Freshly expressed or pumped milk can be stored: At room temperature (77°F or colder) for up to 4 hours. In the refrigerator for up to 4 days. In the freezer for about 6 months is best; up to 12 months is acceptable.
When reusing breast milk, remember that leftover milk that was not finished from your baby’s bottle can be used for up to 2 hours after he or she has finished feeding. Thawed breast milk that was previously frozen can be stored at room temperature for 1 – 2 hours, or in the fridge for up to 24 hours.
Breastmilk is OK for up to 4 hours after pumping at room temperature (up to 77°F). Refrigerate it. Breastmilk is OK in the refrigerator for up to 4 days. Place milk in the freezer.
Milk from different pumping sessions/ days may be combined in one container – use the date of the first milk expressed. Avoid adding warm milk to a container of previously refrigerated or frozen milk – cool the new milk before combining. Breastmilk is not spoiled unless it smells really bad or tastes sour.
Freshly expressed breast milk can be left at room temperature for up to 4 hours, according to the ABM and CDC. So if you plan to pump twice within that time period, you can store the bottle on the countertop between sessions and pump into it again.
Human milk that has truly soured has a very distinct sour taste and odor – much like soured cow’s milk. If your milk doesn’t smell distinctly sour or rancid, then it should be safe to feed to your baby.
Yes, it’s safe to feed your baby cold milk. In fact, frozen breast milk can be used as a form of pain relief for teething babies!
But rest assured, even if it’s gone bad, it won’t be a danger to your baby. It will merely taste bad and lose its potency of nutrients. According to Baby Center: Freshly pumped milk can safely be left at room temperature (60℉-85℉) for 6-8 hours.
4 Useful Ideas for Expired Breastmilk Baths. Breast milk is a great skin softener and may help with minor blemishes. Freeze it. Freeze breastmilk into cubes to treat minor cuts, scrapes and bruises. Soap. Another way to enjoy milk during bathtime is by making homemade soaps. Jewelry. This one is my favorite. More on Breastfeeding.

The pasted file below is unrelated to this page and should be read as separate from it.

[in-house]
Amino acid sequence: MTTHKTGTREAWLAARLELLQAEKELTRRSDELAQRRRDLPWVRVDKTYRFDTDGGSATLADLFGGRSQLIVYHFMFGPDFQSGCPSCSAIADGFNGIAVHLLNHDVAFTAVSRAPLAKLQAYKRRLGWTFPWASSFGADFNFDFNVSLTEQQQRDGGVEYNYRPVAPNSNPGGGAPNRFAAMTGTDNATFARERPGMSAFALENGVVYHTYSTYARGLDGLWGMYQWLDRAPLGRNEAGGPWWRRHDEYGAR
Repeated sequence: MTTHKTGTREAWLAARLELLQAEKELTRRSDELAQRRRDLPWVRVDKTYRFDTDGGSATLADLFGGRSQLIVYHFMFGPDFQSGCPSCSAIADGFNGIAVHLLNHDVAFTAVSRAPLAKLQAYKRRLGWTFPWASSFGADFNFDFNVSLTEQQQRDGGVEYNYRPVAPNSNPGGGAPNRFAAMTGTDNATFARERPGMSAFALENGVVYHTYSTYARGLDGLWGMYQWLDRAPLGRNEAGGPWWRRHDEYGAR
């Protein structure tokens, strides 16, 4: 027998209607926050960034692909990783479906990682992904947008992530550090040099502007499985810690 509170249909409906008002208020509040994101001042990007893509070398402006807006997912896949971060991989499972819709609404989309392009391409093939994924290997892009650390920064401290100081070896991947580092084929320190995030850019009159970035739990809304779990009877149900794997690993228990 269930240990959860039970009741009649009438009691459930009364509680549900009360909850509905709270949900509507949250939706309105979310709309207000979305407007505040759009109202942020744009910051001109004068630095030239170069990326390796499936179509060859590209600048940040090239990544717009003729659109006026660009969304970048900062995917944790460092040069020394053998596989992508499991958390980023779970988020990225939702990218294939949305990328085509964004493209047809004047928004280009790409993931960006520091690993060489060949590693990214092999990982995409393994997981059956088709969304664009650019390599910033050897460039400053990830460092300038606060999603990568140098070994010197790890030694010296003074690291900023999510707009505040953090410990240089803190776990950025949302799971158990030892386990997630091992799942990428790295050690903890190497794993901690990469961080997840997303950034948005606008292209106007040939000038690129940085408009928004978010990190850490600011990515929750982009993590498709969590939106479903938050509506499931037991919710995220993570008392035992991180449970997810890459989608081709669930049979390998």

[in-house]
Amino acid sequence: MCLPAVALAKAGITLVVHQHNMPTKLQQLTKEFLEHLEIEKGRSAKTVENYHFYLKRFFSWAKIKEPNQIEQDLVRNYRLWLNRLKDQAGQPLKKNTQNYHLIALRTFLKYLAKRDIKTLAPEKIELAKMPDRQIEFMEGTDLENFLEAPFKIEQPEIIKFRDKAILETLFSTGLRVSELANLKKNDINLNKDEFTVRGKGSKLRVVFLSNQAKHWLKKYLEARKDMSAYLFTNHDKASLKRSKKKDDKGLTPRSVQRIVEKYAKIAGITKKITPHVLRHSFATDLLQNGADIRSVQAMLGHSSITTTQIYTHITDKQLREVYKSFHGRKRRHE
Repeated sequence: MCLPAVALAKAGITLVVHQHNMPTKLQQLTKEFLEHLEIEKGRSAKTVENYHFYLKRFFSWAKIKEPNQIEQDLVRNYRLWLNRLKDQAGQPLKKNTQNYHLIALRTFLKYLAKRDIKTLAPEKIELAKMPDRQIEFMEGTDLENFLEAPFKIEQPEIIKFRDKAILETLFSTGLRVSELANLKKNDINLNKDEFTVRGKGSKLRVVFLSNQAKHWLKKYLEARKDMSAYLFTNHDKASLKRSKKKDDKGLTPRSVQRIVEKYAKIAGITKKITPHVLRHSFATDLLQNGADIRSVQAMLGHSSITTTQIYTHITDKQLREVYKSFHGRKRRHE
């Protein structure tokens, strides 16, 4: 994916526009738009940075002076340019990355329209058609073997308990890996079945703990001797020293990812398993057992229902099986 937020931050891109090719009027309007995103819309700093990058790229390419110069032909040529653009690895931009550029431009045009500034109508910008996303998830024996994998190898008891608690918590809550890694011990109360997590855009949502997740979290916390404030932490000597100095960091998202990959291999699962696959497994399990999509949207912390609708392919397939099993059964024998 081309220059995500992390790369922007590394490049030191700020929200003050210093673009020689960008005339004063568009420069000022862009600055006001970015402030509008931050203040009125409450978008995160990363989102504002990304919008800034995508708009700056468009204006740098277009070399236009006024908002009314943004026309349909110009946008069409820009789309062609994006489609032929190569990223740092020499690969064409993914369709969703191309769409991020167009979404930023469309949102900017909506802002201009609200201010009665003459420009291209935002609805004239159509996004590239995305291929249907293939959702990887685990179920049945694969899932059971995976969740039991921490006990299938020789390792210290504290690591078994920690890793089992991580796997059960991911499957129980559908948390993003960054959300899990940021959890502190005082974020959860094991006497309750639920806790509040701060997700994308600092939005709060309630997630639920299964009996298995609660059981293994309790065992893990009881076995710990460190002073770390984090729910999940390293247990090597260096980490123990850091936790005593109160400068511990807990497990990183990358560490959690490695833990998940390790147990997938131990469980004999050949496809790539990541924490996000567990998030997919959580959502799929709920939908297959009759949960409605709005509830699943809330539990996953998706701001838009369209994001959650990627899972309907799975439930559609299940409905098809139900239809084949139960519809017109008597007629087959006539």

If you don’t have access to a refrigerator or freezer, store the milk temporarily in an insulated cooler with ice packs. Fill individual containers with the milk your baby will need for one feeding. You might start with 2 to 4 ounces (60 to 120 milliliters), and then adjust as needed.
Use screw-on lids, not nipples, on the bottles. Never add warm milk to cold or frozen milk. If you need to combine milk to have enough for a feeding, cool the warm milk first. Mother’s milk stored in the refrigerator should be used within 7 days — don’t freeze it after this time.
Aim to spend 15 to 20 minutes hooked up to the pump to net a good amount of breast milk (some women will need 30 minutes or more with the pump, especially in the early days). Pump until the milk starts slowing down and your breasts feel well-drained.
If you pumped both breasts at once and the total amount of milk will fill one bottle no more than two-thirds full, you may combine the contents in one bottle by carefully pouring the milk from one sterile container into the other. Don’t combine milk from different pumping sessions when pumping for a high-risk baby.
The theory is that proteins in breastmilk are delicate enough that shaking would denature them. They would have to prove that shaking denatures a significant quantity of biologically relevant proteins, and that losing those proteins makes the milk inferior to non- shaken milk.
If you use a wash basin or bottle brush when cleaning your pump parts, rinse them well and allow them to air-dry after each use. Consider washing them every few days, either in a dishwasher with hot water and a heated drying cycle, if they are dishwasher-safe, or by hand with soap and warm water.